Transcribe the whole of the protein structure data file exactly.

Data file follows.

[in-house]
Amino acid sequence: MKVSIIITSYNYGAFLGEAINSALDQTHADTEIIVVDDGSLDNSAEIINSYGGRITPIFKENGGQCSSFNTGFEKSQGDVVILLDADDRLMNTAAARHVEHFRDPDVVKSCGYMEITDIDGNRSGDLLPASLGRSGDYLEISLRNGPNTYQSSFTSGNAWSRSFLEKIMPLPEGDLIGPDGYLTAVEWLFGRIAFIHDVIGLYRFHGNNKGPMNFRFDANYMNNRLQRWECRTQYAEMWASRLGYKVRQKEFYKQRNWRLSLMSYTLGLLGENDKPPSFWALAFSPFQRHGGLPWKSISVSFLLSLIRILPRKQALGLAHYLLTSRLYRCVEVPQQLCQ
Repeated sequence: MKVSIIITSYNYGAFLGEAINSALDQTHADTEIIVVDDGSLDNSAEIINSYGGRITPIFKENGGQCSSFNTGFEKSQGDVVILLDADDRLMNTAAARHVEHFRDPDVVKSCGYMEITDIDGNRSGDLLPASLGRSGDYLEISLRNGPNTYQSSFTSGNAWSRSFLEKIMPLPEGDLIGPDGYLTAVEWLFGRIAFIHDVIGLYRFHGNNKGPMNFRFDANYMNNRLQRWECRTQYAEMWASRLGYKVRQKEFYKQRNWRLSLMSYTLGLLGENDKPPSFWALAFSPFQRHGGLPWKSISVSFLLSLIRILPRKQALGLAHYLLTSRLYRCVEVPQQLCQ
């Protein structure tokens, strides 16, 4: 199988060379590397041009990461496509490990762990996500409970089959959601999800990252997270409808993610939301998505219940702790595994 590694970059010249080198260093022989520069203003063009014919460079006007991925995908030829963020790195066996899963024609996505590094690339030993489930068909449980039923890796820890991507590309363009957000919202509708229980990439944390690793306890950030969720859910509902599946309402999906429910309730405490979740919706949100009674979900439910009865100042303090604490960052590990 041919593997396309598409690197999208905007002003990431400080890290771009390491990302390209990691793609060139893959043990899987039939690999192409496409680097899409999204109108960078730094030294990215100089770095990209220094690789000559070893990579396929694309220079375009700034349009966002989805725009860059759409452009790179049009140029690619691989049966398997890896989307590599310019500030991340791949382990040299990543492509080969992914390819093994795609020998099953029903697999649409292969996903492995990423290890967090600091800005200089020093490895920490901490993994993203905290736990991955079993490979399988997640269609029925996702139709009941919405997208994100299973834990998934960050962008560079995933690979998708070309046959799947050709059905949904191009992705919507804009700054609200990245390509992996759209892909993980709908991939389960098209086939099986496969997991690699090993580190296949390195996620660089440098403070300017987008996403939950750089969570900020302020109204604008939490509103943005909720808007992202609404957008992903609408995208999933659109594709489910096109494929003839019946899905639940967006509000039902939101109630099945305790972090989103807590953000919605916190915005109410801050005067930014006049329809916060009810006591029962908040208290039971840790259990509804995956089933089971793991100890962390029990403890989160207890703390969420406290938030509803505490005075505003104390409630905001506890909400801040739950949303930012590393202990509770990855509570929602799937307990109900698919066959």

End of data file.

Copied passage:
[in-house]
Amino acid sequence: MKVSIIITSYNYGAFLGEAINSALDQTHADTEIIVVDDGSLDNSAEIINSYGGRITPIFKENGGQCSSFNTGFEKSQGDVVILLDADDRLMNTAAARHVEHFRDPDVVKSCGYMEITDIDGNRSGDLLPASLGRSGDYLEISLRNGPNTYQSSFTSGNAWSRSFLEKIMPLPEGDLIGPDGYLTAVEWLFGRIAFIHDVIGLYRFHGNNKGPMNFRFDANYMNNRLQRWECRTQYAEMWASRLGYKVRQKEFYKQRNWRLSLMSYTLGLLGENDKPPSFWALAFSPFQRHGGLPWKSISVSFLLSLIRILPRKQALGLAHYLLTSRLYRCVEVPQQLCQ
Repeated sequence: MKVSIIITSYNYGAFLGEAINSALDQTHADTEIIVVDDGSLDNSAEIINSYGGRITPIFKENGGQCSSFNTGFEKSQGDVVILLDADDRLMNTAAARHVEHFRDPDVVKSCGYMEITDIDGNRSGDLLPASLGRSGDYLEISLRNGPNTYQSSFTSGNAWSRSFLEKIMPLPEGDLIGPDGYLTAVEWLFGRIAFIHDVIGLYRFHGNNKGPMNFRFDANYMNNRLQRWECRTQYAEMWASRLGYKVRQKEFYKQRNWRLSLMSYTLGLLGENDKPPSFWALAFSPFQRHGGLPWKSISVSFLLSLIRILPRKQALGLAHYLLTSRLYRCVEVPQQLCQ
């Protein structure tokens, strides 16, 4: 199988060379590397041009990461496509490990762990996500409970089959959601999800990252997270409808993610939301998505219940702790595994 590694970059010249080198260093022989520069203003063009014919460079006007991925995908030829963020790195066996899963024609996505590094690339030993489930068909449980039923890796820890991507590309363009957000919202509708229980990439944390690793306890950030969720859910509902599946309402999906429910309730405490979740919706949100009674979900439910009865100042303090604490960052590990 041919593997396309598409690197999208905007002003990431400080890290771009390491990302390209990691793609060139893959043990899987039939690999192409496409680097899409999204109108960078730094030294990215100089770095990209220094690789000559070893990579396929694309220079375009700034349009966002989805725009860059759409452009790179049009140029690619691989049966398997890896989307590599310019500030991340791949382990040299990543492509080969992914390819093994795609020998099953029903697999649409292969996903492995990423290890967090600091800005200089020093490895920490901490993994993203905290736990991955079993490979399988997640269609029925996702139709009941919405997208994100299973834990998934960050962008560079995933690979998708070309046959799947050709059905949904191009992705919507804009700054609200990245390509992996759209892909993980709908991939389960098209086939099986496969997991690699090993580190296949390195996620660089440098403070300017987008996403939950750089969570900020302020109204604008939490509103943005909720808007992202609404957008992903609408995208999933659109594709489910096109494929003839019946899905639940967006509000039902939101109630099945305790972090989103807590953000919605916190915005109410801050005067930014006049329809916060009810006591029962908040208290039971840790259990509804995956089933089971793991100890962390029990403890989160207890703390969420406290938030509803505490005075505003104390409630905001506890909400801040739950949303930012590393202990509770990855509570929602799937307990109900698919066959």